Vintage Chicago Tribune: Paul Durica’s March 1924 finds

We’re checking in on our friend Paul Durica, director of exhibitions for the Chicago History Museum, as he continues to wade daily through pages of the Chicago Tribune from 100 years ago. We’re sharing a few of his finds from last month here, but many more can be found on his website,

But that’s not all that’s on Durica’s plate. This weekend he’s going a little bit country. (Did you know Chicago played a major role in the country music genre?) To mark the 100th anniversary of the debut of “National Barn Dance” on WLS, he is hosting “Hey, Hey, the Gang’s All Here: A Chicago Barn Dance” Saturday at the Hideout, 1354 W. Wabansia Ave. Shows start at 5:30 p.m. (all ages) and 8:30 p.m. (21 and over). Tickets cost $20 in advance, or $25 the day of the show. More details are available at

Column: There once was a time when our city was the country music capital

March 2, 1924: Can thoughts be transmitted over radio?

Three university professors gathered at Chicago’s Edgewater Beach Hotel to appear on radio station WJAZ’s 10 p.m. broadcast. They wanted to test out a novel idea — could their thoughts be transmitted over airwaves to listeners at home? The trio prepared a 12-part test as part of their investigation.

“For a number of years, psychologists have been conducting experiments with telepathy,” station superintendent E.F. McDonald Jr., told listeners. “But tonight by means of radio three psychologists will make a test with thousands of persons at one time.”

A preliminary study of the data found that despite more than 2,000 participants, no one answered all 12 items correctly. This led Columbia University’s Gardner Murphy, who analyzed the results, to conclude that further experimentation would be necessary.

March 7, 1924: ‘You might as well bury my carcass’

Police had been searching Chicago’s underworld for answers ever since the bodies of suspected low-level bootlegger John Duffy and his new bride Leah Exley — called Maybelle by the cabaret crowd, according to the Tribune — were discovered dead, he in a snowbank on the southwestern edge of the city and she in their apartment in late February 1924. Both had been shot to death.

Evidence of the murders and other crimes initially pointed to “a small group of Chicago millionaire bootleggers, robbers and gangsters,” the Tribune reported. The suspected ringleaders — “Barney Bertsche, Dean O’Banion and Dan McCarthy.”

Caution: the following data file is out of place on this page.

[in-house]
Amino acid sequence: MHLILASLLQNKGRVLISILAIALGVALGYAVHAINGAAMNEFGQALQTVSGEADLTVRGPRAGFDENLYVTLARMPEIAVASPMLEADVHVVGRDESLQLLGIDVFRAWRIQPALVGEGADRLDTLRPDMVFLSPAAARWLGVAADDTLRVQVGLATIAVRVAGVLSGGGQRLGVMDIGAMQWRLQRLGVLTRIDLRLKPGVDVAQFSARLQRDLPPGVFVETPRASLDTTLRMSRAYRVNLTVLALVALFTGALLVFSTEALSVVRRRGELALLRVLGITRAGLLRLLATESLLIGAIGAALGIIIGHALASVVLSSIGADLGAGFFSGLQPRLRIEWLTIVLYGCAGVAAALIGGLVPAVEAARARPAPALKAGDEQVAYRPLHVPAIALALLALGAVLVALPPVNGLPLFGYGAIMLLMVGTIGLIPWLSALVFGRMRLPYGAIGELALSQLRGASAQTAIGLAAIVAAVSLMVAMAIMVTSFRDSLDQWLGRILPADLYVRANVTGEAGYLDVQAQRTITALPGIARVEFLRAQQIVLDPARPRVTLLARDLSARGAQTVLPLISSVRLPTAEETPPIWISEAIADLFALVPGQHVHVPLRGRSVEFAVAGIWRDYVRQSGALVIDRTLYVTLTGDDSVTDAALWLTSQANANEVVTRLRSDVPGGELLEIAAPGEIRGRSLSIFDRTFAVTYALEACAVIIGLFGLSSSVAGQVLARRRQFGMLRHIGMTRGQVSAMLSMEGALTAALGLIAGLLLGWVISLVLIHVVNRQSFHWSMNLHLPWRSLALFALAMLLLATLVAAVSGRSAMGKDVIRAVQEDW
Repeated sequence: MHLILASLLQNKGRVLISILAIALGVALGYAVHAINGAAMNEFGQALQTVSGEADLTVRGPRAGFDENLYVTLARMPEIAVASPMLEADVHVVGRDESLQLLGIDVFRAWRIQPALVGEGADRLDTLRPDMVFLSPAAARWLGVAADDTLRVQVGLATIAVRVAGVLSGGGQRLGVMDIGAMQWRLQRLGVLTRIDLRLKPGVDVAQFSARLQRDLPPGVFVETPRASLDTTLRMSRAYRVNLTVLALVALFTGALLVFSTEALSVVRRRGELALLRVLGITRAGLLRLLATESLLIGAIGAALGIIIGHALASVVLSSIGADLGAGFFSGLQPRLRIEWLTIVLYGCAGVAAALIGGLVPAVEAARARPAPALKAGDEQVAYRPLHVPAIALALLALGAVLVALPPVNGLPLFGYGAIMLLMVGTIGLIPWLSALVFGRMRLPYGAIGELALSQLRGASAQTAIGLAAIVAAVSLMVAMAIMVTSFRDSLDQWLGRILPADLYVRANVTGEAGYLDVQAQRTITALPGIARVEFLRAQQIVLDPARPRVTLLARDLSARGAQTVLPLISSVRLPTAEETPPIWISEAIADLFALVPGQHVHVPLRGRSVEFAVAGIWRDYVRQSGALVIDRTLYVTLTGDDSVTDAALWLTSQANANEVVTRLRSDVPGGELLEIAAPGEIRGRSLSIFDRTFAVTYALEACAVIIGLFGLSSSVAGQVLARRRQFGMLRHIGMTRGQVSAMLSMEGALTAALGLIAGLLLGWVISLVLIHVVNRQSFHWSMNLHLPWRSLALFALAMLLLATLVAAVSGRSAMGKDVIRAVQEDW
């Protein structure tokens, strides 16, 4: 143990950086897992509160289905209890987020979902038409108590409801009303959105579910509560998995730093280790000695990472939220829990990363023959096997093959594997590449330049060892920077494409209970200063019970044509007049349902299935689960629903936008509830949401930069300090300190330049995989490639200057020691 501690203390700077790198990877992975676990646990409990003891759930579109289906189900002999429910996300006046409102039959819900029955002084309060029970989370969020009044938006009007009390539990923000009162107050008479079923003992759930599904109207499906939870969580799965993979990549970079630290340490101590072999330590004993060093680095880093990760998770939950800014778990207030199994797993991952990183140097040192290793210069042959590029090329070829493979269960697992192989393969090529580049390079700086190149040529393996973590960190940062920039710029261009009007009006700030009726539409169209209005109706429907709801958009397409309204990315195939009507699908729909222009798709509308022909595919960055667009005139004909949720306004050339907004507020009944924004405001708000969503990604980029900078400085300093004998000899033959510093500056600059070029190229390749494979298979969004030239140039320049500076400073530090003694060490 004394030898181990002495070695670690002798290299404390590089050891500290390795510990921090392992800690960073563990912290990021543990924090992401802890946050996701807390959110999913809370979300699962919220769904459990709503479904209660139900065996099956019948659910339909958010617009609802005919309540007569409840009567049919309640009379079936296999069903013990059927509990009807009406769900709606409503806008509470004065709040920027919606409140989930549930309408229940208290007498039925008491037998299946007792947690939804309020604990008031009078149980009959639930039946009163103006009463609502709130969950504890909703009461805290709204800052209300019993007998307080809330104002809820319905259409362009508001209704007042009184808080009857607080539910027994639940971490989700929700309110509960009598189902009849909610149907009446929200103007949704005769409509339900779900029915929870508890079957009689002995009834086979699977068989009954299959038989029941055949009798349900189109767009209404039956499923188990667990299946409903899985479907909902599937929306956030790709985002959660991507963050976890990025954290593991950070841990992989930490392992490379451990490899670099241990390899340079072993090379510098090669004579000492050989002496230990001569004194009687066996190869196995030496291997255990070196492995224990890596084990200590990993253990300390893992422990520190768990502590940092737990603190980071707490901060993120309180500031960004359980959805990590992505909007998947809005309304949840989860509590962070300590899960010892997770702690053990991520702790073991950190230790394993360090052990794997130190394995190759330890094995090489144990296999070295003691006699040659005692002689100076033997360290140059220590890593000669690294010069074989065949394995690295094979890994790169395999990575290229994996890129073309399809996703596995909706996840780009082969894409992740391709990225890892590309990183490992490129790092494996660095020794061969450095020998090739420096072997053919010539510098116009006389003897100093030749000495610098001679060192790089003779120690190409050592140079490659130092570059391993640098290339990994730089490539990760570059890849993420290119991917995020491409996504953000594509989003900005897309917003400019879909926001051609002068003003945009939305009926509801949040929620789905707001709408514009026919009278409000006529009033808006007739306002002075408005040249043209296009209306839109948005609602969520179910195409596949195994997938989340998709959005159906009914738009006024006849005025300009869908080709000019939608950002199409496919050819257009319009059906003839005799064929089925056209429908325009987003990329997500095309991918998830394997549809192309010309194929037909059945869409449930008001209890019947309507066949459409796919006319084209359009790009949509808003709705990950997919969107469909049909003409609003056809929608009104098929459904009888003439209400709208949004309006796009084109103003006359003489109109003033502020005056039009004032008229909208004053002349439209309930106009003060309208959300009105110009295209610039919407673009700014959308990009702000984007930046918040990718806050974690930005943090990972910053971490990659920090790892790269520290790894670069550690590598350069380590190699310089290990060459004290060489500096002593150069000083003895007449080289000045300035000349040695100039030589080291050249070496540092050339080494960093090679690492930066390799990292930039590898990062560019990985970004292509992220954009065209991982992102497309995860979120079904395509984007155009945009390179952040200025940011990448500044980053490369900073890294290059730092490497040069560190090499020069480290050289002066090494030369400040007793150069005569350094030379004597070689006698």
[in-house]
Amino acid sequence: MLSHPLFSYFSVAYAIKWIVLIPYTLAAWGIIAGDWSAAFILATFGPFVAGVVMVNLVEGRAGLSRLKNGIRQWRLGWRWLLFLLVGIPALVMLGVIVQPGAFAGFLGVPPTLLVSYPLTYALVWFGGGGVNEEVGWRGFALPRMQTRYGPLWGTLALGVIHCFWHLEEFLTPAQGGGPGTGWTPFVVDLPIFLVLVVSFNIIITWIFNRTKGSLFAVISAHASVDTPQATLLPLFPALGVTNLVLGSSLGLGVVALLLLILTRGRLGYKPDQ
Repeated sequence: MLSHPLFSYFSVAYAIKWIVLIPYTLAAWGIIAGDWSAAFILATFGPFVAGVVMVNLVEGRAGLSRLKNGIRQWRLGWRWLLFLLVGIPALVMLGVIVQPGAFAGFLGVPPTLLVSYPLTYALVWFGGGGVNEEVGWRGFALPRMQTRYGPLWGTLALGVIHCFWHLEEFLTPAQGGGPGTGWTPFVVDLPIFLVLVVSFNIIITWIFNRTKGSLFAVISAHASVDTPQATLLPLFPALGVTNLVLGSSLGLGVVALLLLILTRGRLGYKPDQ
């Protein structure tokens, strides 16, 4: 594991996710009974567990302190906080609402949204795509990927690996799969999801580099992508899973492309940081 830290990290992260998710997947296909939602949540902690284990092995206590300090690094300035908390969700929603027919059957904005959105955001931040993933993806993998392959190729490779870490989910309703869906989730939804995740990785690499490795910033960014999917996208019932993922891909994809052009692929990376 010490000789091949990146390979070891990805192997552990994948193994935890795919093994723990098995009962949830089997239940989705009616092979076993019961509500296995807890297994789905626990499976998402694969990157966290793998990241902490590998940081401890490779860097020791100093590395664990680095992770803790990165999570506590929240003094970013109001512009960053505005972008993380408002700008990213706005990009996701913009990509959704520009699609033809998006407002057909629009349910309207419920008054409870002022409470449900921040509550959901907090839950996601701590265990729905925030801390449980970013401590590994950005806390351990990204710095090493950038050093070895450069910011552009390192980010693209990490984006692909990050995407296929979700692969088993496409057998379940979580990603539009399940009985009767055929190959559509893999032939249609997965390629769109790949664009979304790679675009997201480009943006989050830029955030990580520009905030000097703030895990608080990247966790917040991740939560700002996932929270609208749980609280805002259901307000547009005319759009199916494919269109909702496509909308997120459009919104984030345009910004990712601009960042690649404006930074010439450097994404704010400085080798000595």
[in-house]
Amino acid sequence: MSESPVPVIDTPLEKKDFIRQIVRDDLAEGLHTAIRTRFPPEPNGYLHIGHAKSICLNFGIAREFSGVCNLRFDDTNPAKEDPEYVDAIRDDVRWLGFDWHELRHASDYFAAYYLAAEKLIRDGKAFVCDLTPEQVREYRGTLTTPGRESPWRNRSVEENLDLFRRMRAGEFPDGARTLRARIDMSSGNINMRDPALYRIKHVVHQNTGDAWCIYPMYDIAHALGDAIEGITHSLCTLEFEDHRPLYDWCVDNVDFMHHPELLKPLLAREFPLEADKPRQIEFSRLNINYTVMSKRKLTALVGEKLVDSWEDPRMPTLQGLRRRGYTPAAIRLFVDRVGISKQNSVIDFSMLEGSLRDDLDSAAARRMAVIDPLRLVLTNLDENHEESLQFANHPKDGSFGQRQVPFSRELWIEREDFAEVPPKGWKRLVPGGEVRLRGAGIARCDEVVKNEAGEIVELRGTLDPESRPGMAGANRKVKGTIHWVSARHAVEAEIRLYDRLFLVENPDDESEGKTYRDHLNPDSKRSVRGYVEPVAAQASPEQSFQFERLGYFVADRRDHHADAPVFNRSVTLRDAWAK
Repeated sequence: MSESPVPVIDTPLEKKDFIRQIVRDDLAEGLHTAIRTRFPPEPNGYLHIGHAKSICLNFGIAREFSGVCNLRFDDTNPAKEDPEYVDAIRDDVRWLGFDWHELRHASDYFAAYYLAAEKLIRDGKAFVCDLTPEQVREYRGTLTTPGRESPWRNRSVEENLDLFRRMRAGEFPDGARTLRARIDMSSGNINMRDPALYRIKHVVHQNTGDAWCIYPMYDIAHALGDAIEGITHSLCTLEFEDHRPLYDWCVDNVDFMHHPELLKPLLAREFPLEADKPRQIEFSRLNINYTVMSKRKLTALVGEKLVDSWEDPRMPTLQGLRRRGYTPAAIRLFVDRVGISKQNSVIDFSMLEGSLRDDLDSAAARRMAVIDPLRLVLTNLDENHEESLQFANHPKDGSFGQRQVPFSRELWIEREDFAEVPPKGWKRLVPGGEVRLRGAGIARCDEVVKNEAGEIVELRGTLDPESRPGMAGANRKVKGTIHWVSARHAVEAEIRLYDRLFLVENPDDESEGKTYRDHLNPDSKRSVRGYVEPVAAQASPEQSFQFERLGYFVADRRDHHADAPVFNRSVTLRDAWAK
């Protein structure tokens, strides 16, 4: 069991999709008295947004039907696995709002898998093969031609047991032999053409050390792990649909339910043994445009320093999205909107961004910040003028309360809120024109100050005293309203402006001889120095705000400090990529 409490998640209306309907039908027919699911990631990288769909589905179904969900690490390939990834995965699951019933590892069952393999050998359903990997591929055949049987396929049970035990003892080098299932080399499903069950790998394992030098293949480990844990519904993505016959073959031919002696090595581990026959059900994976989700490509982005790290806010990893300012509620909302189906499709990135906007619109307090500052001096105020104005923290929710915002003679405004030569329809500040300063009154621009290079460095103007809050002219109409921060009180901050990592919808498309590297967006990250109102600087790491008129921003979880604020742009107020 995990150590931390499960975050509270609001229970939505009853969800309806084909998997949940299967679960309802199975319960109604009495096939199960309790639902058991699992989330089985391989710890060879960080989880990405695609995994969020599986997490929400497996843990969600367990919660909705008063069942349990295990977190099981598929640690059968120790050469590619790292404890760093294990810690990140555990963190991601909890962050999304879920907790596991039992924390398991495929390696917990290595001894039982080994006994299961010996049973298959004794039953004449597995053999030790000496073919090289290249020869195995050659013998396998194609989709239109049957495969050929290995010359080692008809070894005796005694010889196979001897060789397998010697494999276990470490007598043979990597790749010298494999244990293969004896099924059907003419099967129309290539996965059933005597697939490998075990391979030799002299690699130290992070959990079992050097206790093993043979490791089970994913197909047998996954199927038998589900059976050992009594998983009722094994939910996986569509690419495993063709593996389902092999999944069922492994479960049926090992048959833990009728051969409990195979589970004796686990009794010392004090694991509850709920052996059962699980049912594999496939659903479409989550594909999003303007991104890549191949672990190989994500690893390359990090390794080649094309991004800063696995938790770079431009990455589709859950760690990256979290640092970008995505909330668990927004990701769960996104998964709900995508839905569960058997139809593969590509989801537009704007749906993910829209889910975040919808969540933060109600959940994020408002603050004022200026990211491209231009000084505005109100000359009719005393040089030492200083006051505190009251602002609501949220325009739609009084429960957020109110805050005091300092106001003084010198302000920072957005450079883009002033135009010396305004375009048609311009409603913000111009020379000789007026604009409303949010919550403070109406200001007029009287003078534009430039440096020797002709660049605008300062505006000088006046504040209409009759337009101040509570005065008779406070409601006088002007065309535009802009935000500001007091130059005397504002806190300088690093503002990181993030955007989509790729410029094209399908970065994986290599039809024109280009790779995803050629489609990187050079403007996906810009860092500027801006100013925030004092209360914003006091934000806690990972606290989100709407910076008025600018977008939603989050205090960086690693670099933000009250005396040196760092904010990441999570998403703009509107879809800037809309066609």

After wading through the mess of mobster finger-pointing, police came to the conclusion that Duffy killed his bride in their apartment and then he was disposed of — possibly after making a mess that required the big boss to step in.

William Engelke, a witness and underworld hanger-on, stated in court that O’Banion led Duffy into a waiting car just before murdering him. Engelke knew this revelation could mean the end of his own life was near.

“Now that I have named O’Banion publicly you might as well bury my carcass at Roosevelt Road and Newberry Avenue,” he told the court.

March 15, 1924: Gandhi ‘weary’ but ‘honest, even as his enemies admit’

Just weeks after being released from prison to seek medical treatment, Indian civil rights leader Mahatma Gandhi sat down with Tribune correspondent Thomas Ryan to discuss his next steps — setting up spinning wheels, establishing nongovernment schools for the country’s caste of untouchables and temperance.

Gandhi said that India suffered a great disadvantage, as the natives had been “emasculated” as soldiers since the British came to the country.

“What I want is the end of the Indian’s mortal fear of the white skin, which was more prevalent when I was a boy than now,” Gandhi said. “Your state is not so clean (he told the reporter); what about your Negroes?”

Then Gandhi spoke about the exclusion of Booker T. Washington from a political gathering in Washington, D.C. “But he said that America’s record in the Philippines was splendid, so far as he knew,” the Tribune reported.

March 15, 1924: Aldermen break out in fisticuffs

For three minutes Ald. U.S. Schwartz, 4th, and Ald. John H. Lyle, 17th, engaged in a fistfight as a half dozen of their peers attempted to push them apart.

“Ald. Max Adamowski (38th Ward), well known as an amateur wrestler in former days, gathered Lyle into his arms with a headlock,” the Tribune reported. “Lyle tripped Adamowski and both sprawled over a chair which collapsed on a bench.”

The group had labored for several weeks in preparing an appropriations bill. The Tribune believed the melee helped relieve some of the tension.

No hard feelings were evident — Schwartz and Lyle locked arms and went to dinner together that night.

March 25, 1924: ‘I will never leave Notre Dame’

After interest from the University of Iowa threatened to take him out of South Bend, Chicago-raised Knute Rockne signed a contract extension that would keep him at the University of Notre Dame for the next 10 years.

“I will never leave Notre Dame as long as they wish to retain me,” Rockne told reporters.

He died on March 31, 1931, in a plane crash near Emporia, Kansas.

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